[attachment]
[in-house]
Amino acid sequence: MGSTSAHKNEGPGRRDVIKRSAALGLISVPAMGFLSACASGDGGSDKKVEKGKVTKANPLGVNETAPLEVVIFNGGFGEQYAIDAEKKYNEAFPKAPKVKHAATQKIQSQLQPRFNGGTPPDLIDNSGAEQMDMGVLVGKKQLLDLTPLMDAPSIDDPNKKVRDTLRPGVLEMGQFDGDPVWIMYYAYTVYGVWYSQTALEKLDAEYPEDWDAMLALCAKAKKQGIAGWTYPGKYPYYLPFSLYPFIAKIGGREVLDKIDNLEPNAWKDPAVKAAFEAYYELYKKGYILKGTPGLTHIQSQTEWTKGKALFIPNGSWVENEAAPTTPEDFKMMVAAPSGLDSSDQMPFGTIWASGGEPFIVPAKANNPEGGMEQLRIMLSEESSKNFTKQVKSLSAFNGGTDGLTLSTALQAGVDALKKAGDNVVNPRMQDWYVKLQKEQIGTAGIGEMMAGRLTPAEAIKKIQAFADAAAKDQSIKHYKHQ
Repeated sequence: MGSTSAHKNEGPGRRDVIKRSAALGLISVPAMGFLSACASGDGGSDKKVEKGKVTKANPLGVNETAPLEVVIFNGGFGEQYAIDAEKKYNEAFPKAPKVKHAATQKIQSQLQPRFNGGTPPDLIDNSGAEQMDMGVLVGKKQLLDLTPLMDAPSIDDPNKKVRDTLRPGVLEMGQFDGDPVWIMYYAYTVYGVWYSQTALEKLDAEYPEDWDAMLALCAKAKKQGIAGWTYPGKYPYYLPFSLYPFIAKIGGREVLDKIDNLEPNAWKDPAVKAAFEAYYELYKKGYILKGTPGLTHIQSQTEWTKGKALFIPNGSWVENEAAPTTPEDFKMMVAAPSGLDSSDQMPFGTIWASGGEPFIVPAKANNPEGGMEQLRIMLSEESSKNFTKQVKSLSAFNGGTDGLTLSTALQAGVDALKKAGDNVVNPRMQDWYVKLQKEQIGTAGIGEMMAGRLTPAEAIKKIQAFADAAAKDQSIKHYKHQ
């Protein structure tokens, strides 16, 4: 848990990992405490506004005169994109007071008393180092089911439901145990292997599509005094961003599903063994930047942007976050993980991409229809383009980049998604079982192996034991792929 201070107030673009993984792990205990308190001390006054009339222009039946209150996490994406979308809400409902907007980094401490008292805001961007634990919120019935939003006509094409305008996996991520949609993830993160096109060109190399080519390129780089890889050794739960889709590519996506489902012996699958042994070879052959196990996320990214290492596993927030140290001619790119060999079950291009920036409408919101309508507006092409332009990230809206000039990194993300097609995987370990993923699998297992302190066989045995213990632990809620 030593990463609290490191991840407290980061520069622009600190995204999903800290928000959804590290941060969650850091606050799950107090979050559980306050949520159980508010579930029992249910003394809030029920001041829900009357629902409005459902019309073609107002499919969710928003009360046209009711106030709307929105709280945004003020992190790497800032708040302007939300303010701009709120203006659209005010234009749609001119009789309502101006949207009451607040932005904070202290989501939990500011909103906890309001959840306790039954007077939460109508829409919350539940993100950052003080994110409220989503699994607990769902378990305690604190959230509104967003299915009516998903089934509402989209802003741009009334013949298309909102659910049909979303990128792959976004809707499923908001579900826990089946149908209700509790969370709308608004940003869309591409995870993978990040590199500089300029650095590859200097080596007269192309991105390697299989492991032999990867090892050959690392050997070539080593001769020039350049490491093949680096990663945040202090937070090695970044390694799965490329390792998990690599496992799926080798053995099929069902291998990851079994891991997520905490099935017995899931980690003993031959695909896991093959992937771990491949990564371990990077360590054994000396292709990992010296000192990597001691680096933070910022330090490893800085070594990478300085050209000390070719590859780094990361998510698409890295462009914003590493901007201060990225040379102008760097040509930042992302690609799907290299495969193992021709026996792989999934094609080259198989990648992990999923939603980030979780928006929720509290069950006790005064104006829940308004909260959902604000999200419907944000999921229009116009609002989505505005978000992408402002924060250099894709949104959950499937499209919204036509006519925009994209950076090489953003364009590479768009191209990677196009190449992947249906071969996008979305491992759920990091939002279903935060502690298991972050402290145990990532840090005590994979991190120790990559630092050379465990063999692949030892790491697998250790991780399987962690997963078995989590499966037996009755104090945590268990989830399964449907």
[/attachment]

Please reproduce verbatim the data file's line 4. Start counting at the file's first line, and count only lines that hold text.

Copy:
């Protein structure tokens, strides 16, 4: 848990990992405490506004005169994109007071008393180092089911439901145990292997599509005094961003599903063994930047942007976050993980991409229809383009980049998604079982192996034991792929 201070107030673009993984792990205990308190001390006054009339222009039946209150996490994406979308809400409902907007980094401490008292805001961007634990919120019935939003006509094409305008996996991520949609993830993160096109060109190399080519390129780089890889050794739960889709590519996506489902012996699958042994070879052959196990996320990214290492596993927030140290001619790119060999079950291009920036409408919101309508507006092409332009990230809206000039990194993300097609995987370990993923699998297992302190066989045995213990632990809620 030593990463609290490191991840407290980061520069622009600190995204999903800290928000959804590290941060969650850091606050799950107090979050559980306050949520159980508010579930029992249910003394809030029920001041829900009357629902409005459902019309073609107002499919969710928003009360046209009711106030709307929105709280945004003020992190790497800032708040302007939300303010701009709120203006659209005010234009749609001119009789309502101006949207009451607040932005904070202290989501939990500011909103906890309001959840306790039954007077939460109508829409919350539940993100950052003080994110409220989503699994607990769902378990305690604190959230509104967003299915009516998903089934509402989209802003741009009334013949298309909102659910049909979303990128792959976004809707499923908001579900826990089946149908209700509790969370709308608004940003869309591409995870993978990040590199500089300029650095590859200097080596007269192309991105390697299989492991032999990867090892050959690392050997070539080593001769020039350049490491093949680096990663945040202090937070090695970044390694799965490329390792998990690599496992799926080798053995099929069902291998990851079994891991997520905490099935017995899931980690003993031959695909896991093959992937771990491949990564371990990077360590054994000396292709990992010296000192990597001691680096933070910022330090490893800085070594990478300085050209000390070719590859780094990361998510698409890295462009914003590493901007201060990225040379102008760097040509930042992302690609799907290299495969193992021709026996792989999934094609080259198989990648992990999923939603980030979780928006929720509290069950006790005064104006829940308004909260959902604000999200419907944000999921229009116009609002989505505005978000992408402002924060250099894709949104959950499937499209919204036509006519925009994209950076090489953003364009590479768009191209990677196009190449992947249906071969996008979305491992759920990091939002279903935060502690298991972050402290145990990532840090005590994979991190120790990559630092050379465990063999692949030892790491697998250790991780399987962690997963078995989590499966037996009755104090945590268990989830399964449907």